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Apache Log4j 1

Dear Log4j community,

While working on the December 2021 Apache Log4j 2 releases the Apache Logging Services PMC received requests to reevaluate the 2015 End-of-Life (EOL) decision for Apache Log4j 1, which has seen its latest release in 2012.

We have considered these requests and discussed various options. Ultimately we came to the unanimous decision that the only sustainable approach is to continue to focus on Log4j 2. The PMC hereby reconfirms the 2015 EOL announcement of Log4j 1, meaning no resources will be invested into the Log4j 1 codebase. We encourage users to update to recent versions of Log4j 2. We welcome every effort to contribute to the Log4j community. Please use the developer mailing lists to get in touch:

The Log4j 1 source code will continue to be publicly available but Pull Requests will be closed as "Won't Fix". The Apache License allows for code forks that respect Apache Software Foundation Trademarks.

Here are some of the reasons we believe this is the right choice for the Log4j project:

Log4j 2 supports migration from Log4j 1

We've made improvements to to better explain the process. Many users are not aware that Log4j 2 now supports Log4j 1 configuration files, since this feature is relatively new. We believe most applications using Log4j 1 can now simply replace the Log4j 1.x jar with Log4j 2 jars and be able to run. Users are encouraged to contact us through the project mailing lists ( if there are additional areas for improvement.

Log4j 1 deadlock and multithreading design limitations

The decision to relaunch the Log4j project as Log4j 2 meant we had an opportunity to correct long standing design deficiencies. One of these fundamental design deficiencies has to do with how to handle multithreading within the library. The following mailing list question is but one example of known multithreading issues with Log4j 1:

High-complexity Log4j 1 bugs

In addition to the items listed, many other issues can be found in Bugzilla:

Issue Description
50213 Category callAppenders synchronization causes java.lang.Thread.State: BLOCKED
46878 Deadlock in 1.2.15 caused by AsyncAppender and ThrowableInformation classes
41214 Deadlock with RollingFileAppender
44700 Log4J locks rolled log files (files can’t be deleted)
49481 Log4j stops writing to file, and then causes server to lockup
50323 Vulnerability in NTEventLogAppender
50463 AsyncAppender causing deadlock when dispatcher thread dies
50858 Classloader leak when using Log4j in a webapp container such as Tomcat, WebLogic
52141 [STUCK] ExecuteThread...Blocked trying to get lock: org/apache/log4j/Logger@0xc501e0a8[fat lock]
54009 Thread is getting Blocked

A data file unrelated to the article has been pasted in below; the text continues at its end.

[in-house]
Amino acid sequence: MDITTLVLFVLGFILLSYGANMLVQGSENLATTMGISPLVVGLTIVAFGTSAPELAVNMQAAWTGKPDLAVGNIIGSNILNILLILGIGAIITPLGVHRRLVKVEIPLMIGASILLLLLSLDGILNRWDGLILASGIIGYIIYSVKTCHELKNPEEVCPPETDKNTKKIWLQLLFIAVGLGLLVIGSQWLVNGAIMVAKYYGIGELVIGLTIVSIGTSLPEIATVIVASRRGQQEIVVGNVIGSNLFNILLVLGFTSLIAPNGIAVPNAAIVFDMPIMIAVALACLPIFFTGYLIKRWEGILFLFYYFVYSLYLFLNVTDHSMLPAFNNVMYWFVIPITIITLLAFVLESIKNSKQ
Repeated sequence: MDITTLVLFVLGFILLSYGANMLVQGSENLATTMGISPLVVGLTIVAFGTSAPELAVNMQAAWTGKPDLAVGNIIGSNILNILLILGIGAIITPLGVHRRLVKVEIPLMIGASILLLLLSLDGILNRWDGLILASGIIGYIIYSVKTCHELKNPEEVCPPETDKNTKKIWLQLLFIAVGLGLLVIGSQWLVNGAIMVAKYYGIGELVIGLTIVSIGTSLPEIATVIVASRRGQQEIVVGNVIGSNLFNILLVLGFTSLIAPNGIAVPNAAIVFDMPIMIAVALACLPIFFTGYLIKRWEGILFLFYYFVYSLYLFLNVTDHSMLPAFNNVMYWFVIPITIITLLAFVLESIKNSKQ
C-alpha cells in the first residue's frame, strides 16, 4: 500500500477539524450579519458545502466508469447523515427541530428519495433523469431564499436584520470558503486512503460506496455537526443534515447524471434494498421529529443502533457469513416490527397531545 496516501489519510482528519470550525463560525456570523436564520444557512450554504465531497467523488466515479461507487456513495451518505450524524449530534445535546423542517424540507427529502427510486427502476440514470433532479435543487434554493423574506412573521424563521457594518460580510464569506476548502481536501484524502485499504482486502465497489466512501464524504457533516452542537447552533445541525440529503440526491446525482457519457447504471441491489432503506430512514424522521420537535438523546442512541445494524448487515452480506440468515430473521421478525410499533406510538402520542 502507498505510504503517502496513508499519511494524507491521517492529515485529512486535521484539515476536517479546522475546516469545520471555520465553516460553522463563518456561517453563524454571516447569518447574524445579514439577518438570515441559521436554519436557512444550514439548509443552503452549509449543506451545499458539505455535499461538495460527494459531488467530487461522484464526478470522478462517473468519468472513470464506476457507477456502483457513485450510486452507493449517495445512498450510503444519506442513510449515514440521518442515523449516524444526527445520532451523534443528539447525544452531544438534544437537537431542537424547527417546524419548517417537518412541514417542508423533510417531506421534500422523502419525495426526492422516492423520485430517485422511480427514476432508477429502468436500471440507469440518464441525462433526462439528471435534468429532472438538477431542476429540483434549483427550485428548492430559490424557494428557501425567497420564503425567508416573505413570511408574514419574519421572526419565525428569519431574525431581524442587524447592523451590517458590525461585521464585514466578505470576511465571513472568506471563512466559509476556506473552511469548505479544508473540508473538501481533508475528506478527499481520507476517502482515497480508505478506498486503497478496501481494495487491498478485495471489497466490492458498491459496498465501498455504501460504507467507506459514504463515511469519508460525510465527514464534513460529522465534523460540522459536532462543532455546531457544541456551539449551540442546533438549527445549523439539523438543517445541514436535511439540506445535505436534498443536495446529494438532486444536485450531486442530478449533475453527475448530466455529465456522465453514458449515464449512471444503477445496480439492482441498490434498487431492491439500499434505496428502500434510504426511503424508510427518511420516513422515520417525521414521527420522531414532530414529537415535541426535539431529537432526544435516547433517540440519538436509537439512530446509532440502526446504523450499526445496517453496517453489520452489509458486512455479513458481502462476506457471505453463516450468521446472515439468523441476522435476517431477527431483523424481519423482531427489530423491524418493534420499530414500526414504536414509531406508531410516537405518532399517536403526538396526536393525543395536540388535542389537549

54325 Concurrency issues in AppenderAttachableImpl

Complexities with Log4j 1 build system that could impact binary compatibility

Apart from the issues listed above, Log4j 1 suffers from a challenging build system designed around long outdated versions of Java and operating system specific Appenders that the current development team cannot support. Taking shortcuts in proposed fixes means an updated release would not support all the environments of the original 1.2.x release. Patches to Log4j 1 would also have to be compatible with the existing Log4j 2 migration path.

Limited Log4j 1 community

The Apache Logging PMC and committer community has been focused on the success of Log4j 2 for nearly a decade. There had been little to no interest in Log4j 1 in the years leading up to the 2015 EOL announcement. While there might be people interested in working independently on Log4j 1, until the Logging Services community can gauge the merit of those contributors, the PMC would have to review and apply all patches, drive the release process, and provide future support. We feel that effort is better spent improving non-legacy code. We welcome community contributions in the migration components for better tooling and support.

Unfixed Vulnerabilities

Several security vulnerabilities have been discovered in Log4j 1.x since it was declared end of life. The following table lists the CVEs published about these issues.

Severity CVE Summary
High CVE-2019-17571 SocketServer is vulnerable to a remote code execution vulnerability when an attacker can craft malicious serialized log events and send them to a listening SocketServer instance.
Moderate CVE-2020-9488 SMTPAppender is vulnerable to a man-in-the-middle attack when using SMTPS due to lack of hostname verification in the TLS certificate.
High CVE-2021-4104 JMSAppender is vulnerable to a remote code execution vulnerability when an attacker controls either the configuration file or target LDAP server used for setting the TopicBindingName and TopicConnectionFactoryBindingName configurations.
High CVE-2022-23302 JMSSink is vulnerable to a remote code execution vulnerability when an attacker controls either the configuration file or target LDAP server used for setting the TopicConnectionFactoryBindingName configurations.
High CVE-2022-23305 JDBCAppender is vulnerable to a SQL injection vulnerability when an attacker can craft a malicious log message written to a JDBCAppender.
Critical CVE-2022-23307 Chainsaw versions bundled with Log4j prior to Chainsaw 2.1.0 are vulnerable to a remote code execution vulnerability when an attacker sends malicious serialized log events. See also CVE-2020-9493 for the CVE affecting the standalone version of Apache Chainsaw.


The Apache Software Foundation
V.P., Logging Services